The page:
Wednesday, November 01, 2006

In memoriam: Clifford Geertz (1926-2006)

Believing with Max Weber that man is an animal suspended in webs of significance he himself has spun, I take culture to be those webs and the analysis of it to be therefore not an experimental science in search of law but an interpretive one in search of meaning. (The Interpretation of Cultures)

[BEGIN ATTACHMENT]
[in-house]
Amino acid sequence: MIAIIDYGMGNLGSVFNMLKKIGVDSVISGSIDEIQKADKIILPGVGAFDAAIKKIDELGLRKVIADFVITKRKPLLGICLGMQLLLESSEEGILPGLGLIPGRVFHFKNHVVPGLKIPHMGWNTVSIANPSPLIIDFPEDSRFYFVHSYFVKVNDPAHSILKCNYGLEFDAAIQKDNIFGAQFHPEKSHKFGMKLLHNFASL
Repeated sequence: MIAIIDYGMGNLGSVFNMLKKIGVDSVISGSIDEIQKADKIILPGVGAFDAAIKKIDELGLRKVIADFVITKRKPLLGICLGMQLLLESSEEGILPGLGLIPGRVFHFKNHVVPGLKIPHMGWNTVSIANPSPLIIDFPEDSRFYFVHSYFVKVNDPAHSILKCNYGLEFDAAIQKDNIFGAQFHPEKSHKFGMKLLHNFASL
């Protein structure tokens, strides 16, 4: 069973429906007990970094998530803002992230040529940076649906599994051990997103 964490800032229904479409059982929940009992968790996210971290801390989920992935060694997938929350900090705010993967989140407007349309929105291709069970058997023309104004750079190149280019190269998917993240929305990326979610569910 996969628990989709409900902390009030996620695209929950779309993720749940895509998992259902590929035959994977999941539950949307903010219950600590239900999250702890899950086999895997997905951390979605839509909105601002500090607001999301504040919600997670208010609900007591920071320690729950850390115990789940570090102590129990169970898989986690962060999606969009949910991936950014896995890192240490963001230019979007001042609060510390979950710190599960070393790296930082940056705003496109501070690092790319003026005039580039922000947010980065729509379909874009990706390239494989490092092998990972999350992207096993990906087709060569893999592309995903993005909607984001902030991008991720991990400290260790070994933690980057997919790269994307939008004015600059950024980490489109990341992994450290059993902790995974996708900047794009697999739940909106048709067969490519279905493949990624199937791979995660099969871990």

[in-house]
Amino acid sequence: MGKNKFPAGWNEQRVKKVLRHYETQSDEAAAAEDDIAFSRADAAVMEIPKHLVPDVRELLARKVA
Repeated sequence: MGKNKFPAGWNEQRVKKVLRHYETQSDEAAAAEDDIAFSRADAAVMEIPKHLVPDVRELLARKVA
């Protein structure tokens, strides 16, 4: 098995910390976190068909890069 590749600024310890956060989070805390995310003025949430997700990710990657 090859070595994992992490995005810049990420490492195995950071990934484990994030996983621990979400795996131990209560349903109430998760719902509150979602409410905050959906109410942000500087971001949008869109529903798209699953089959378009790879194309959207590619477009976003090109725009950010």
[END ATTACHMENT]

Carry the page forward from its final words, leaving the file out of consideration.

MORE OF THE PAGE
This crosswise doubleness of an event which, taken as a fact of nature, is rage untrammeled and, taken as a fact of culture, is form perfected, defines the cockfight as a sociological entity. A cockfight is what, searching for a name for something not vertebrate enough to be called a group and not structureless enough to be called a crowd, Erving Goffman has called a "focused gathering"-a set of persons engrossed in a common flow of activity and relating to one another in terms of that flow. Such gatherings meet and disperse; the participants in them fluctuate; the activity that focuses them is discreet-a particulate process that reoccurs rather than a continuous one that endures. They take their form from the situation that evokes them, the floor on which they are placed, as Goffman puts it; but it is a form, and an articulate one, nonetheless. For the situation, the floor is itself created, in jury deliberations, surgical operations, block meetings, sitins, cockfights, by the cultural preoccupations-here, as we shall see, the celebration of status rivalry-which not only specify the focus but, assembling actors and arranging scenery, bring it actually into being.("Deep Play: Notes on the Balinese Cockfight")

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